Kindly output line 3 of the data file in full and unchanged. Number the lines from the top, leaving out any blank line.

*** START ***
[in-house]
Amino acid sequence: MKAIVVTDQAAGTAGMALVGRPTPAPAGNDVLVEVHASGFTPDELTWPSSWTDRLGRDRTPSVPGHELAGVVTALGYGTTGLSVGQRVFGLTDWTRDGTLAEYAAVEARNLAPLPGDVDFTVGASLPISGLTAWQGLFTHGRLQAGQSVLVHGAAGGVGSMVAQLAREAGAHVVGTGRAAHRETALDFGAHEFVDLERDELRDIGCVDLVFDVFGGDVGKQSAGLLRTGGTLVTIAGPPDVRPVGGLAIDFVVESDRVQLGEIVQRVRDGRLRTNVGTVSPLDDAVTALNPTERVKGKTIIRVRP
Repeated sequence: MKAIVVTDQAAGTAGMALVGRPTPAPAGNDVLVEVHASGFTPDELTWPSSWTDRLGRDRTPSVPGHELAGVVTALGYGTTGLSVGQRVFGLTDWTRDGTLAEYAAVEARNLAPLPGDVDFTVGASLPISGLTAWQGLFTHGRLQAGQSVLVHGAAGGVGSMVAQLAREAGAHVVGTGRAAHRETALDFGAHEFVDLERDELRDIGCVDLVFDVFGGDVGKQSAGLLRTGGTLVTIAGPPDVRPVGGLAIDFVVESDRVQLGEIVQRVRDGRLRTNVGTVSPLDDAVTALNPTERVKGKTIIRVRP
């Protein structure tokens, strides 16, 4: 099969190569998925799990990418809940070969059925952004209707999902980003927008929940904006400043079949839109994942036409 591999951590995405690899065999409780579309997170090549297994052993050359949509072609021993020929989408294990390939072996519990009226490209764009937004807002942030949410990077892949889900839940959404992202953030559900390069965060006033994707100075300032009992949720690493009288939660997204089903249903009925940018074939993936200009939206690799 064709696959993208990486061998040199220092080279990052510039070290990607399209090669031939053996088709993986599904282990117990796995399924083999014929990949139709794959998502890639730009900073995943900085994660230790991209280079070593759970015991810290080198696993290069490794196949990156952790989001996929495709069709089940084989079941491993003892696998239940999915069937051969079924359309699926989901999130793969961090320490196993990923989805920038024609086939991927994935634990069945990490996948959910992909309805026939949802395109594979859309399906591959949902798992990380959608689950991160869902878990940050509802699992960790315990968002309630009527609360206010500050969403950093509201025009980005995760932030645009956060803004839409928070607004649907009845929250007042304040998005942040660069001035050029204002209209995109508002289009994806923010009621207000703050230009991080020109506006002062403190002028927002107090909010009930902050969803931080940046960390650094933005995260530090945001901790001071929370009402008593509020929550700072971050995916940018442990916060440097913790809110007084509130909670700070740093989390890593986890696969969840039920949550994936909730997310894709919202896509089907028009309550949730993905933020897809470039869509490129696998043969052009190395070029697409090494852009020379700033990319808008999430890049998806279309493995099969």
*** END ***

Repeated sequence: MKAIVVTDQAAGTAGMALVGRPTPAPAGNDVLVEVHASGFTPDELTWPSSWTDRLGRDRTPSVPGHELAGVVTALGYGTTGLSVGQRVFGLTDWTRDGTLAEYAAVEARNLAPLPGDVDFTVGASLPISGLTAWQGLFTHGRLQAGQSVLVHGAAGGVGSMVAQLAREAGAHVVGTGRAAHRETALDFGAHEFVDLERDELRDIGCVDLVFDVFGGDVGKQSAGLLRTGGTLVTIAGPPDVRPVGGLAIDFVVESDRVQLGEIVQRVRDGRLRTNVGTVSPLDDAVTALNPTERVKGKTIIRVRP